Chesterton Tribune

Smelly invasive stink bug found in Indiana for first time

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WEST LAFAYETTE, Ind. (AP) Indiana wildlife officials say a smelly, fruit-munching insect that originated in Asia has been found in the state for the first time.

State entomologist Phil Marshall said an insect found in northern Indiana's Elkhart County has been confirmed by a Purdue University laboratory as a brown marmorated stink bug.

The discovery is the first record of that insect in Indiana. But the invasive insect with a marbled, streaked appearance has been found in adjacent Ohio and Kentucky.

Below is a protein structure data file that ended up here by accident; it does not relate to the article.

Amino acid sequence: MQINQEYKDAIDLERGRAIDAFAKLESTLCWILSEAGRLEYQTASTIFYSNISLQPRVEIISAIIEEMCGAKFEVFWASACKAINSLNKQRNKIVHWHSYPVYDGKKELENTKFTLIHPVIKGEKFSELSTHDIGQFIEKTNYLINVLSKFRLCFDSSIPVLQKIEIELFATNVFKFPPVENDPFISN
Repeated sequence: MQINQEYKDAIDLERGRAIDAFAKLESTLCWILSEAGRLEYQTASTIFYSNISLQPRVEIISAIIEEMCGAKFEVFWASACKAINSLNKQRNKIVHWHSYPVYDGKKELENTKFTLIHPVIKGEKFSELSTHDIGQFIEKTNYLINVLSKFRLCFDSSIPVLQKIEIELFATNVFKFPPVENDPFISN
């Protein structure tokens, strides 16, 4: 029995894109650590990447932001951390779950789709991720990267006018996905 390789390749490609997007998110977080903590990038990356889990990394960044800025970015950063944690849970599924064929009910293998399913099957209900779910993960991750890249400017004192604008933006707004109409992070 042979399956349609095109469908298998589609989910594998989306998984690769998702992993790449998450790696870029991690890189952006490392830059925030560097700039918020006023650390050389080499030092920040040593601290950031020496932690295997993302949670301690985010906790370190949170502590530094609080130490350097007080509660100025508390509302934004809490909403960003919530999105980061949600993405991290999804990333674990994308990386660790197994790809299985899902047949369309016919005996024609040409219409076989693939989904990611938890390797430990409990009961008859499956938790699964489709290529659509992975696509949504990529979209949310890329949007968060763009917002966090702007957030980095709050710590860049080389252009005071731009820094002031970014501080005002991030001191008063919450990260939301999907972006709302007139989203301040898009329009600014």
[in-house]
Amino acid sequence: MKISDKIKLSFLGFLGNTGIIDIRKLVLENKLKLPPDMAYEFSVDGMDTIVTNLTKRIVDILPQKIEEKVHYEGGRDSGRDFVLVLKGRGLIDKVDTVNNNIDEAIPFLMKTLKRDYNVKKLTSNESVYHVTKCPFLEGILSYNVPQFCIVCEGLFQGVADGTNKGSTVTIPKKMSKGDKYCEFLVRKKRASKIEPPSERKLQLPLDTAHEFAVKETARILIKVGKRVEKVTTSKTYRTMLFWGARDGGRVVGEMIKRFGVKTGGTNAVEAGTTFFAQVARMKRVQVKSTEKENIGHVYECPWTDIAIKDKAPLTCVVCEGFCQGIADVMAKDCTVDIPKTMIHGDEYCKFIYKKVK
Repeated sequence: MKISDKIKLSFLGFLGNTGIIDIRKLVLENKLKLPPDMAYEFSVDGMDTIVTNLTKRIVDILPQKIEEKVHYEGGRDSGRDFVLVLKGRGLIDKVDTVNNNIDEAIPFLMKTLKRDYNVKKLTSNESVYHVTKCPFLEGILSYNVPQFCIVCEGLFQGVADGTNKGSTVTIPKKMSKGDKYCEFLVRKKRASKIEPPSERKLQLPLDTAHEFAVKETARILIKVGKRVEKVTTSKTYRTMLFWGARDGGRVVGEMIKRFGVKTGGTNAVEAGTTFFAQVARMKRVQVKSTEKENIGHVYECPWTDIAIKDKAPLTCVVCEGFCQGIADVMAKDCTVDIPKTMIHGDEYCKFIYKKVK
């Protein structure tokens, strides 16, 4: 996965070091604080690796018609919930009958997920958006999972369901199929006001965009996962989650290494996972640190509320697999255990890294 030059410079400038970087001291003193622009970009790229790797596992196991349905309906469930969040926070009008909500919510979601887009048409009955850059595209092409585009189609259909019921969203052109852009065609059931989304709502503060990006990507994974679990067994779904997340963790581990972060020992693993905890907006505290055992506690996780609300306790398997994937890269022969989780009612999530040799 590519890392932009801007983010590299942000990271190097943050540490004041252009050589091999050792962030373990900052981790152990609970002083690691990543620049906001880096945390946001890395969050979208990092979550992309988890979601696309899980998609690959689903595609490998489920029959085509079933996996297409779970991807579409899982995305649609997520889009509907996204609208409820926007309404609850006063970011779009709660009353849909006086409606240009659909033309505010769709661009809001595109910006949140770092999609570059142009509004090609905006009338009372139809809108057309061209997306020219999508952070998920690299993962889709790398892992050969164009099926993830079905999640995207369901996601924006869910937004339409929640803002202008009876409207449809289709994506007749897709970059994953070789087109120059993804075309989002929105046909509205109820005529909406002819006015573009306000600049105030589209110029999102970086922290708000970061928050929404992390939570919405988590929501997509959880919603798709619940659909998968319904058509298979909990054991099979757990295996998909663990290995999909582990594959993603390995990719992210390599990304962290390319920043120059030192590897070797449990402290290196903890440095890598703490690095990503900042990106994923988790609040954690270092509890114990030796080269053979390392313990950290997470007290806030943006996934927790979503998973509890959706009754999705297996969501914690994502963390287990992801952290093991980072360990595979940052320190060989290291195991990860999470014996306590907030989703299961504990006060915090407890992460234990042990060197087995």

The stink bug gets its name because it releases a pungent chemical as a defensive mechanism when threatened. Officials warn that the insect could become a serious crop pest.

It feeds on most fruit crops, some vegetables, corn, soybeans and various ornamental plants. The bug is a native of Japan, Korea and China and was first reported in the United States in Pennsylvania in 1998.



Posted 10/21/2010